Palazzo Farnese is a popular attraction in Rome and one of the most impressive early examples of sixteenth-century architecture. Indeed, the Roman Palace was commissioned from the top and designed by some of the greatest practitioners of the age. Now, when you visit Palazzo Farnese in Rome, you will have to walk through what is now the French Embassy, but at one time, the magnificent palace had been the residence of a would-be pope and contained pieces of art by some of the most important artists of the day. Still, when you take Palazzo Farnese tours, you will be able to see breathtaking, frescoed walls, and the intricacies of the building itself.
Palazzo Farnese tours generally need to be booked months in advance. With the embassy security and the function of the building as a French governmental outpost, Palazzo Farnese tours are not as common or available as many of the other attractions in the city. This definitely should not keep you from at least visiting the Roman Palace, even if you decide not to set up an actual tour.
The Palazzo Farnese was an absolute architectural wonder for the early 16th century. It was commissioned by Alessandro Farnese and designed by Antonio da Sangallo the Younger, who happened to have been an assistant to Bramante in the design of the Cathedral of St. Peter’s. Alessandro Farnese had been appointed a Cardinal in 1493 at the youthful age of 25 thanks to a fortunate association. His sister was Pope Alexander VI’s mistress. It is not surprising then that Cardinal Alessandro Farnese was well positioned to take his post as Pope Paul III in 1534. Around this time, Michelangelo was called in to complete the unfinished third floor and generally expand the luxurious palace. The additions that were to be made to the Palazzo Farnese were meant to reflect the change in status of not only the Papal leader but also of the Farnese family. Michelangelo added elaborate features including the ornate cornice that shadows the third floor of the building and made changes to increase the visual appeal of the courtyard that faced the public opening of the palace.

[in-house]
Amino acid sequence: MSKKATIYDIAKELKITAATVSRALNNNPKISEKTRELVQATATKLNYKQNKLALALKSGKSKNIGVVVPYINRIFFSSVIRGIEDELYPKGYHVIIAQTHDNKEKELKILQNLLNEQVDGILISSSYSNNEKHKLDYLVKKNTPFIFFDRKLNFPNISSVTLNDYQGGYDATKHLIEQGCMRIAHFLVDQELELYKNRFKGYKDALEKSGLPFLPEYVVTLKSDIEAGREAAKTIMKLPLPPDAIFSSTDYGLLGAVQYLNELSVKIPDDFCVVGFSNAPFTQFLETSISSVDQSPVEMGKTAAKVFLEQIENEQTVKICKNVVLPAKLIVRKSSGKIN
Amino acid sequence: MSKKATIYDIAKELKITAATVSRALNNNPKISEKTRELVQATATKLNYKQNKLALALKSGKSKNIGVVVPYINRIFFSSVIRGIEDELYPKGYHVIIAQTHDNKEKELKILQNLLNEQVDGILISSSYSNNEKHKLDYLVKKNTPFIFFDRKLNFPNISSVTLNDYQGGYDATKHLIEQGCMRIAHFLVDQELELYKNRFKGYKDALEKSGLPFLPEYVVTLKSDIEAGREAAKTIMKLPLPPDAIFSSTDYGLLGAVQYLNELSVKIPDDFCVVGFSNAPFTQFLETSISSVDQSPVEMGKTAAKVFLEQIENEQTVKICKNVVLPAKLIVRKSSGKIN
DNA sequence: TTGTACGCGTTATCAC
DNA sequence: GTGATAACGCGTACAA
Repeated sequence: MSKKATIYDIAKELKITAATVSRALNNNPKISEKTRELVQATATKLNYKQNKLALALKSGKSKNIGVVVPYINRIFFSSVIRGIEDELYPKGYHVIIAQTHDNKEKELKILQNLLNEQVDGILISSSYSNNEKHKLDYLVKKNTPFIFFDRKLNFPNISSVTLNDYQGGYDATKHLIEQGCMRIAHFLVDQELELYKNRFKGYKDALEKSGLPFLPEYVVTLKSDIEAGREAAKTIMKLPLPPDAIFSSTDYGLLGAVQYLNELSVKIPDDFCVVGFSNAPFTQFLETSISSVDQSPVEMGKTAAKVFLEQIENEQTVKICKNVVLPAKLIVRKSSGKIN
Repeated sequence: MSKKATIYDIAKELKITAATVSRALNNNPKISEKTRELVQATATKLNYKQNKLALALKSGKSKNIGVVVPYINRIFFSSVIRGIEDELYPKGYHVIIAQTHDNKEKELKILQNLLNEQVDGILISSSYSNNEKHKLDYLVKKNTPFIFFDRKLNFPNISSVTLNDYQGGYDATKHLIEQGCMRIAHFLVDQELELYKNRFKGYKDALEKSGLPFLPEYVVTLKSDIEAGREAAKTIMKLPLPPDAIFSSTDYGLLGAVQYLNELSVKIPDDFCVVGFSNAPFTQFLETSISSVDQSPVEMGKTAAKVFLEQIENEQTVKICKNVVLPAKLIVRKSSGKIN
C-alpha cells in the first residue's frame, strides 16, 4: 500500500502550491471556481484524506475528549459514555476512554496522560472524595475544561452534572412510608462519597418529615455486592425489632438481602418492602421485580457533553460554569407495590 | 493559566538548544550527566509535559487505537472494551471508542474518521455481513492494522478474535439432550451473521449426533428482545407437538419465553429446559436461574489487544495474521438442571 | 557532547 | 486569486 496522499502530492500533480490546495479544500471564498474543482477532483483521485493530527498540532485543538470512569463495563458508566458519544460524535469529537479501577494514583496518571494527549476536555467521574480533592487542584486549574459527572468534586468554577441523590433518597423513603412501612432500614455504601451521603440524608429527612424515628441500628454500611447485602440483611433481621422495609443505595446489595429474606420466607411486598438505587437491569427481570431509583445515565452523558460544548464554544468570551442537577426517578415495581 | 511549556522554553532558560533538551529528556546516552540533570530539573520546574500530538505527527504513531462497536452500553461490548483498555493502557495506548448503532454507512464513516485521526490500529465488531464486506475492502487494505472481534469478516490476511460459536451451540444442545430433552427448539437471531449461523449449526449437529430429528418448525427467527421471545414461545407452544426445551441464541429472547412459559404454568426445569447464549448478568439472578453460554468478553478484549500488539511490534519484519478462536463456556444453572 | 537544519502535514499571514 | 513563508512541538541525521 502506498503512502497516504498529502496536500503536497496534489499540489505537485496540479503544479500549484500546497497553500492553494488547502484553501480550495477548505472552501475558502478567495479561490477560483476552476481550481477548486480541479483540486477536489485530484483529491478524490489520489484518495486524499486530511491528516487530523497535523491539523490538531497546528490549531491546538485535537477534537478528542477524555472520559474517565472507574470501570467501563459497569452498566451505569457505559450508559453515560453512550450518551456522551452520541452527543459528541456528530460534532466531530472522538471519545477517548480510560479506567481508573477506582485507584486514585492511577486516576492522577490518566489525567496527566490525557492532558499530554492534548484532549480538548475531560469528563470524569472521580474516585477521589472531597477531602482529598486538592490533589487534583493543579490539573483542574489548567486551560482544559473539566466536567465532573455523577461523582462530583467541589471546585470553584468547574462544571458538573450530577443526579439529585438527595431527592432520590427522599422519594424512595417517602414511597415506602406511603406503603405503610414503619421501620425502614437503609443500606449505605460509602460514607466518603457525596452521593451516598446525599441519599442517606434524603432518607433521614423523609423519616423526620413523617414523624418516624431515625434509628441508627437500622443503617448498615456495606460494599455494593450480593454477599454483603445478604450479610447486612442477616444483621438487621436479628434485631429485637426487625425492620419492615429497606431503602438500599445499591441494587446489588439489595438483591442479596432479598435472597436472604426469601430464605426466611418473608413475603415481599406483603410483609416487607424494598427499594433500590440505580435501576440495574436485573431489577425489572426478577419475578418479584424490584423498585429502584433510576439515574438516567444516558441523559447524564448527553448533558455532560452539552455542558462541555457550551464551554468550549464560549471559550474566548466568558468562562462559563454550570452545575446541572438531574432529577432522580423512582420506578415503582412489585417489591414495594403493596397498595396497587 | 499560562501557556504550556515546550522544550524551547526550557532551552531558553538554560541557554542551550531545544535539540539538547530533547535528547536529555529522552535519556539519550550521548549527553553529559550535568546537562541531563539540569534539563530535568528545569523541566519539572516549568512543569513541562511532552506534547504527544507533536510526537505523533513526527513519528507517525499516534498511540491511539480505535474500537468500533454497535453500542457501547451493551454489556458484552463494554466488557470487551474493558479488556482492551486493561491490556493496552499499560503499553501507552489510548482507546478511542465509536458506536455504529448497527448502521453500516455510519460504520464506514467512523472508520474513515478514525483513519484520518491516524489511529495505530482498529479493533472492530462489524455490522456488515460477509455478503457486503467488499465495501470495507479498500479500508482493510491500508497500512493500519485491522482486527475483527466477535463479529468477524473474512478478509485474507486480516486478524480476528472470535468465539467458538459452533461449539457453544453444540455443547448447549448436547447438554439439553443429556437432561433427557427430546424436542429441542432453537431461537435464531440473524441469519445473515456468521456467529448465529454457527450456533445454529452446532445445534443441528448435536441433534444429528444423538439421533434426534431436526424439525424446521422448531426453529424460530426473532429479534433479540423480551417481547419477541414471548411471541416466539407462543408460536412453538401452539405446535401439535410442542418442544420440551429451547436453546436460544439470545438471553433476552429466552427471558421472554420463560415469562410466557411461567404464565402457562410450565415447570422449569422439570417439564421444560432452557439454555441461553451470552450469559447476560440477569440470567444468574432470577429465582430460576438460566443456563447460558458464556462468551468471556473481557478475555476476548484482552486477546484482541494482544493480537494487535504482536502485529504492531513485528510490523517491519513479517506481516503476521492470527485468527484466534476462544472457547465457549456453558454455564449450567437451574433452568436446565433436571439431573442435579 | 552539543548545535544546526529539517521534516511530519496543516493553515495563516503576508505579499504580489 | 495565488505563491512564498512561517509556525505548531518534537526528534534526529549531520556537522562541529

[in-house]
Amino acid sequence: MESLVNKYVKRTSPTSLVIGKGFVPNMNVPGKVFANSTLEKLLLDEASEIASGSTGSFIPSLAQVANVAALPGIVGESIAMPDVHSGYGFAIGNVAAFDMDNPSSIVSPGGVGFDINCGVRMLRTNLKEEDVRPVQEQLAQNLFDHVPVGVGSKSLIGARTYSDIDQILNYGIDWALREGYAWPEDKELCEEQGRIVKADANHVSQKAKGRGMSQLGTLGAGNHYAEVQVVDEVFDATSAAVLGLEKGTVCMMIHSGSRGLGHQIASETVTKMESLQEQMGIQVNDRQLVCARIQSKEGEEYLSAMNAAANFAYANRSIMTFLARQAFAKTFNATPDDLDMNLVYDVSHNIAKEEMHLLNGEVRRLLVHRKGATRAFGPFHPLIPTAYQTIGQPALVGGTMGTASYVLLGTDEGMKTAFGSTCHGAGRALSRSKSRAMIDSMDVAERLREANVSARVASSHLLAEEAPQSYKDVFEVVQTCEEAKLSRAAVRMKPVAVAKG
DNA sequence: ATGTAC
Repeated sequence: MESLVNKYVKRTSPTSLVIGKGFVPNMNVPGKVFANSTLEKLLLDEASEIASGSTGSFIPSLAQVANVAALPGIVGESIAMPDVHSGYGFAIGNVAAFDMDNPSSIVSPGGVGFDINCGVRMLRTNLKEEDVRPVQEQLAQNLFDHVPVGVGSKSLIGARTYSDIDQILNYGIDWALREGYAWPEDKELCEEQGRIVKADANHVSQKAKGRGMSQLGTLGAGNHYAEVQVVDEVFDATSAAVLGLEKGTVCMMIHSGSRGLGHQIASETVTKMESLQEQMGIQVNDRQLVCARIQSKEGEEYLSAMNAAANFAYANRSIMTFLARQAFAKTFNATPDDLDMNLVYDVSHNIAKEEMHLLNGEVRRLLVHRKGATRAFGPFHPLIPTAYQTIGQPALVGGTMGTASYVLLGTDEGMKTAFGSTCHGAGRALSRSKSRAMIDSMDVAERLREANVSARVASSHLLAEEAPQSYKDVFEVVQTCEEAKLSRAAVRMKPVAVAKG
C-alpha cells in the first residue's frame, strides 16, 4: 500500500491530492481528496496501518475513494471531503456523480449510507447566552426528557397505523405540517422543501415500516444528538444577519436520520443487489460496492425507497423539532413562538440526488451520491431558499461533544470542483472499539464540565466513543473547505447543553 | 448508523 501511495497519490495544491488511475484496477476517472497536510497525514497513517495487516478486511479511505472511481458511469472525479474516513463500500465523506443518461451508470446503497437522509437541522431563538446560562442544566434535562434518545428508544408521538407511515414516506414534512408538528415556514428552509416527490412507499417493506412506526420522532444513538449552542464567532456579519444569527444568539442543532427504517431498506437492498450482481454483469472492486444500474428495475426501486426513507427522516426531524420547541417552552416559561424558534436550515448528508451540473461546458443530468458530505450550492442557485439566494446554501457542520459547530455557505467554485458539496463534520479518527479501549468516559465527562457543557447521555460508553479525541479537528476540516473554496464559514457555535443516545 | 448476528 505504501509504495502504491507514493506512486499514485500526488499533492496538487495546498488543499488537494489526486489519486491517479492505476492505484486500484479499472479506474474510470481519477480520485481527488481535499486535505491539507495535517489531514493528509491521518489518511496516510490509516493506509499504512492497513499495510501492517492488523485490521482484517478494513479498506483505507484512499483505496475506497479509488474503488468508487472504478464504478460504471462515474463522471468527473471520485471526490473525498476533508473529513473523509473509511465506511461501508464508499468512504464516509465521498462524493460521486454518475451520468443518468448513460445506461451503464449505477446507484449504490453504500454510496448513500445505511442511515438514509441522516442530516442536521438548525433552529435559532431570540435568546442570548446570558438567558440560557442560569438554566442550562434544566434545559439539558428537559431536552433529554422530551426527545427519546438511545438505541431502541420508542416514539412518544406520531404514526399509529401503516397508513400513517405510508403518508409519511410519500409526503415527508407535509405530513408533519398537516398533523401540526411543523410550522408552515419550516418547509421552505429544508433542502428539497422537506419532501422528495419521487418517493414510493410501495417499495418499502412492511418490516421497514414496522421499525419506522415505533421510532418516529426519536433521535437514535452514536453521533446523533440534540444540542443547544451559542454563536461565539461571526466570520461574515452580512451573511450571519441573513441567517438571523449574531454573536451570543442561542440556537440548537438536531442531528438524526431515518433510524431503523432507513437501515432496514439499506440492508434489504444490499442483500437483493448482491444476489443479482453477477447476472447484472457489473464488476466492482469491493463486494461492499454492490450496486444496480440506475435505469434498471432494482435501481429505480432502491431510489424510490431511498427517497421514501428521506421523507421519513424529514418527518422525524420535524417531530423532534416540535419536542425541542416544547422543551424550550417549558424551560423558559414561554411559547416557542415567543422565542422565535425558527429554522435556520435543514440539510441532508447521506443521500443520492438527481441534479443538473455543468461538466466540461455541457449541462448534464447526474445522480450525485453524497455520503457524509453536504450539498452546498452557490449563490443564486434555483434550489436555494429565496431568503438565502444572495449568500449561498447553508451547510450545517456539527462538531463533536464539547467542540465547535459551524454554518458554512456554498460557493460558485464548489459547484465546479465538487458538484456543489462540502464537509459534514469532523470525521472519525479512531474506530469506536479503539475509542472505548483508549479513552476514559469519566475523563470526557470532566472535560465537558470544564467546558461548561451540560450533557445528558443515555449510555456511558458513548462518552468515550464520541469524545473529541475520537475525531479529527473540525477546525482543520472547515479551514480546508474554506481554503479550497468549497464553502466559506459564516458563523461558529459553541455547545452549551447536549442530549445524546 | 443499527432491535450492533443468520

The sixteenth century also saw the addition to the two impressive fountains that face the public square of the Palazzo Farnese. The giant granite basins taken from the Baths of Caracala provided the basis for the formidable fountains. In a city where it is possible to do nothing but sightsee for a full week and still not take in even half the sites, it can be extremely difficult to choose exactly what to do and what to see. If you are interested in sixteenth- and seventeenth-century Roman history, including its artists, designers, and architects, then you may want to consider paying a visit to this impressive Roman Palace. It is certainly one of the finest examples of sixteenth-century architecture in the city of Rome is perfectly preserved. It may not be necessary to take of the tour of the interior, as you can also drop by the square and explore the palace exterior while you're checking out the many other great things to do in Rome.